Video

What do our games say about us?

1 Nov

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Oh Morpheus, you could tell me anything and I’d believe you, you sexy, sexy Matrix dude.

Society is a strange old thing. One minute we’re complaining about the state of our environment, the economy and world hunger and the next we’re scoffing down a double cheese burger manufactured in bulk by a corporate giant and chucking our recycling into landfill. You might be thinking to yourself, ‘what does this all have to do with video games?’. Well, nothing says more about our society than the media we digest. We are exposed to media, digital, printed or live, almost every waking minute. On train posters, in the streets, on billboards, on the television, on the radio and in our games – there is no escaping entertainment and advertisement. But what does it all say about you as a person, more specifically, what do the games we play say about us?

Looking at my shelf, I have but a few select choices in my games collection. This is because, over the years, I’ve usually sold the titles that I complete. I have FIFA 13, the most popular way to play football without breaking a sweat since they invented the Foosball table. Hitman Absolution, a bloodthirsty game about sneaky, sneaky murder. Battlefield 3, an immersive online experience based more on ‘blowing shit up’ than solving world conflict. Forza Motorsports 4, glorifying gas guzzling machines driving around in circles. Grand Theft Auto 5, possibly the most controversial games series since Jigsaw started finding contestants for his sadistic take on the Crystal Maze. And, finally, Left 4 Dead, allowing you to commit mass murder, but making it OK because the people you’re killing are ‘unwell’ … or already dead, depending on your take on ‘infected’.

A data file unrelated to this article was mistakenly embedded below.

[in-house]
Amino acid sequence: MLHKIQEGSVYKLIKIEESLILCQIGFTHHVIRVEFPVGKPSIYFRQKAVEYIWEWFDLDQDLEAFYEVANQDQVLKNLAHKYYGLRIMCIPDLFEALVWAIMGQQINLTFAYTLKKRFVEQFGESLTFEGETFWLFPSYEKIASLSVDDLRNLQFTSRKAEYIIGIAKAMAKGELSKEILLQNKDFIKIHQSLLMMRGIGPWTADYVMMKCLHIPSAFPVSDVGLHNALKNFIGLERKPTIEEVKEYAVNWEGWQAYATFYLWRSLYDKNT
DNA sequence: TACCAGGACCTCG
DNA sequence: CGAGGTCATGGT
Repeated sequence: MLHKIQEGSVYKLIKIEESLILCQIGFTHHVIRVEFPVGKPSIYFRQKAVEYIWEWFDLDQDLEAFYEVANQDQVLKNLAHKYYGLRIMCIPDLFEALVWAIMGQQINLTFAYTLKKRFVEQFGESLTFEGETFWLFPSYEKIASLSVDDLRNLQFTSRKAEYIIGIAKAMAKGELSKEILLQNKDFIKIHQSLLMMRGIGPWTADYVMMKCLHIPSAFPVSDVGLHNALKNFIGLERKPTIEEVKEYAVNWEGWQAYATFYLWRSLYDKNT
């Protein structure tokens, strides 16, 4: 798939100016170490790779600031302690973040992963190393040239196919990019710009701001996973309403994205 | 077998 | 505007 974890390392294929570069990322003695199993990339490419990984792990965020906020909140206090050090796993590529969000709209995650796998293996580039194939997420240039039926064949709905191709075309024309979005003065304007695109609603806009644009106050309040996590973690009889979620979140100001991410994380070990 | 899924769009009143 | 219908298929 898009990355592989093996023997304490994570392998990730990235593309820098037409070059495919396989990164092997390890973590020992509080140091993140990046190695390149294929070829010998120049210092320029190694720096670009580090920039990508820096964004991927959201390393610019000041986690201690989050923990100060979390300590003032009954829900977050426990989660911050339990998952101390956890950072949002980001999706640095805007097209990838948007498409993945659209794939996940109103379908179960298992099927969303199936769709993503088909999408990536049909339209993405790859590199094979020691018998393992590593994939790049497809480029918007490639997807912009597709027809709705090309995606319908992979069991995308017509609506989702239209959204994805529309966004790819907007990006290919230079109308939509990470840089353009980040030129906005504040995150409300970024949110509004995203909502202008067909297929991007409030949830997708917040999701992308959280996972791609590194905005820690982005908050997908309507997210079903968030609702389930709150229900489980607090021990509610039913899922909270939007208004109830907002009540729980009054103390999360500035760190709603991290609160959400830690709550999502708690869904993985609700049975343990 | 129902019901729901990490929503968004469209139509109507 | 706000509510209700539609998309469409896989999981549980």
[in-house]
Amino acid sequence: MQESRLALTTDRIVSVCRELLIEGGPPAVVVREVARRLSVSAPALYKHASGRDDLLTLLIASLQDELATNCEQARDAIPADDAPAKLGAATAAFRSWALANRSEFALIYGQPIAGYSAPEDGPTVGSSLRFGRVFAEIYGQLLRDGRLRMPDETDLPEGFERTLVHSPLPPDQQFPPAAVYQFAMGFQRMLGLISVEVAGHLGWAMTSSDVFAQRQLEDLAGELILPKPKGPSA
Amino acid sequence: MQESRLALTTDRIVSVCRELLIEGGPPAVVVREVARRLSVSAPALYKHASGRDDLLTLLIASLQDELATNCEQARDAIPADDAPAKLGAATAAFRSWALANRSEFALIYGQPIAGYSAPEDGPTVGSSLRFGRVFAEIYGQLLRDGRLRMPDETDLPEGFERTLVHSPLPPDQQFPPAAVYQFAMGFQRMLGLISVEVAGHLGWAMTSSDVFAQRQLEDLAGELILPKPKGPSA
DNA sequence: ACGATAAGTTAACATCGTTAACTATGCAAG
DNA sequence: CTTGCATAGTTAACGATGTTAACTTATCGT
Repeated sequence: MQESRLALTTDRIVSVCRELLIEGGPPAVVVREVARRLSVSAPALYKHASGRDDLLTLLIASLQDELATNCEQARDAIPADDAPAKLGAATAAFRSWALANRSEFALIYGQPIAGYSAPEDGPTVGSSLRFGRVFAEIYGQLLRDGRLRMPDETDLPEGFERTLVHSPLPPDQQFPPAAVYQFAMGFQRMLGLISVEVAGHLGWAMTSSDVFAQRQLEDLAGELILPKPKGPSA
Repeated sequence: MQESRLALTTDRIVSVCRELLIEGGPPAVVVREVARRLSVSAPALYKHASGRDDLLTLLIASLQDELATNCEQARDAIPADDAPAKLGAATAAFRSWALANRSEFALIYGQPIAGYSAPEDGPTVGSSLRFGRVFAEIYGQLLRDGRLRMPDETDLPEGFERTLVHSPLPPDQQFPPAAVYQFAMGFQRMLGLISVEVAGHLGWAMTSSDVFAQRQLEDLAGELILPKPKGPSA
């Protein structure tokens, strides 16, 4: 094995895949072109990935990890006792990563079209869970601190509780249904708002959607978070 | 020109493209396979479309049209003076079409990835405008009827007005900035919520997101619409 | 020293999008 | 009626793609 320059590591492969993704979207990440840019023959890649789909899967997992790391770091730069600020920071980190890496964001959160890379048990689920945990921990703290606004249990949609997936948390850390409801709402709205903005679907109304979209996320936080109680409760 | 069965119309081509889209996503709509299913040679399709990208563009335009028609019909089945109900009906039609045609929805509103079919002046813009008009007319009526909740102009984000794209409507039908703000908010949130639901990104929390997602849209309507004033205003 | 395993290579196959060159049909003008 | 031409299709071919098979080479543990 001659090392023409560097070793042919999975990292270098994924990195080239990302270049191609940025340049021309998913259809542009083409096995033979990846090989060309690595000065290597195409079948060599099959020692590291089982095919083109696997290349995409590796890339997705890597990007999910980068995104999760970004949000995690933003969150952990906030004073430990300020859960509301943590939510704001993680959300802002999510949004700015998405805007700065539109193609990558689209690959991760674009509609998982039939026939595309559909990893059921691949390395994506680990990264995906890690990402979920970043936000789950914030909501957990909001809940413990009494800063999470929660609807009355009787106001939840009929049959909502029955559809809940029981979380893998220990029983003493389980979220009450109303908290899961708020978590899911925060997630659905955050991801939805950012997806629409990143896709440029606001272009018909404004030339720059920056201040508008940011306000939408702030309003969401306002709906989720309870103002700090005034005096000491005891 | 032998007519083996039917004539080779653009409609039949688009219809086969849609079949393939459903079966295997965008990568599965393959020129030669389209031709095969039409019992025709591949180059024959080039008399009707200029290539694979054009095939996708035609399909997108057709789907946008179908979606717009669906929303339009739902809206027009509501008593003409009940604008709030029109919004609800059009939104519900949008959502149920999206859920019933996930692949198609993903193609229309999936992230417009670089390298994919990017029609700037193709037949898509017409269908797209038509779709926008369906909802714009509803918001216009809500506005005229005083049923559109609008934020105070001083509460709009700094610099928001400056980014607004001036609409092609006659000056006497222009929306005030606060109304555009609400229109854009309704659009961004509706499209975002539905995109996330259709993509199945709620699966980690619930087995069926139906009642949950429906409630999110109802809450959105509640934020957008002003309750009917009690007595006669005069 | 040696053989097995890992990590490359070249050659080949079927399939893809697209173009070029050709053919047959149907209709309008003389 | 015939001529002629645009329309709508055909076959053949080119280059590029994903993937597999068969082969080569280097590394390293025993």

So, what do these games say about me? I’m no psychologist, I also don’t have a few thousand words in me, so I just want to focus on Grand Theft Auto 5. This is a title that has been hailed by the media as one of the greatest games of all time; it even won the Game of the Year award. It’s a game with a gripping story of broken marriages and broken people, of love and hate, of life and death. It’s about the hard life that some people have to endure and how they make the best of the hand that they’ve been dealt. But it’s also a game that allows you to sleep with a prostitute and then murder her afterwards, just to get your money back. A game where you can rob a jewellery store by shooting the cashier in the face and physically raiding the till, if you didn’t fancy waiting for them to empty it for you. A game where you can torture an innocent man with a car battery or a wrench, or by simulating drowning. A game where you can steal a car and get two ‘wanted’ stars from the police, or stab a person and steal their money and get only one star. Worst of all, in this fictional world, there are no repercussions. Maybe your character could get caught and you’d have to spend time in jail, who knows? All I know is that I love this game and I truly believe that the title deserved winning Game of the Year. But what does that say about me as a person?